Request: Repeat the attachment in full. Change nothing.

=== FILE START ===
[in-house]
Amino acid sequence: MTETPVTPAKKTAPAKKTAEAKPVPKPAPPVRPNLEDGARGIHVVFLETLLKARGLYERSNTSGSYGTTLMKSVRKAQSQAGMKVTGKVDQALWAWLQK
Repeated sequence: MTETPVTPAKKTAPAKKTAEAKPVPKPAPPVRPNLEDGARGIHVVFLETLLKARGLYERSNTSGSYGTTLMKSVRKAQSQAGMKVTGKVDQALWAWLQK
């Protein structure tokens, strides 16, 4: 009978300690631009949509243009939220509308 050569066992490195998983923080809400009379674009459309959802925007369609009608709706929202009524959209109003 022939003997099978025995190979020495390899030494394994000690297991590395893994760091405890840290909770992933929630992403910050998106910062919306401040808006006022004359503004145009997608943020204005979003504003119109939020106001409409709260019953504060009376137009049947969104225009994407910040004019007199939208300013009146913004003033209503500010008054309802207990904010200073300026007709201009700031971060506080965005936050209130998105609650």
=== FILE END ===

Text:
[in-house]
Amino acid sequence: MTETPVTPAKKTAPAKKTAEAKPVPKPAPPVRPNLEDGARGIHVVFLETLLKARGLYERSNTSGSYGTTLMKSVRKAQSQAGMKVTGKVDQALWAWLQK
Repeated sequence: MTETPVTPAKKTAPAKKTAEAKPVPKPAPPVRPNLEDGARGIHVVFLETLLKARGLYERSNTSGSYGTTLMKSVRKAQSQAGMKVTGKVDQALWAWLQK
């Protein structure tokens, strides 16, 4: 009978300690631009949509243009939220509308 050569066992490195998983923080809400009379674009459309959802925007369609009608709706929202009524959209109003 022939003997099978025995190979020495390899030494394994000690297991590395893994760091405890840290909770992933929630992403910050998106910062919306401040808006006022004359503004145009997608943020204005979003504003119109939020106001409409709260019953504060009376137009049947969104225009994407910040004019007199939208300013009146913004003033209503500010008054309802207990904010200073300026007709201009700031971060506080965005936050209130998105609650």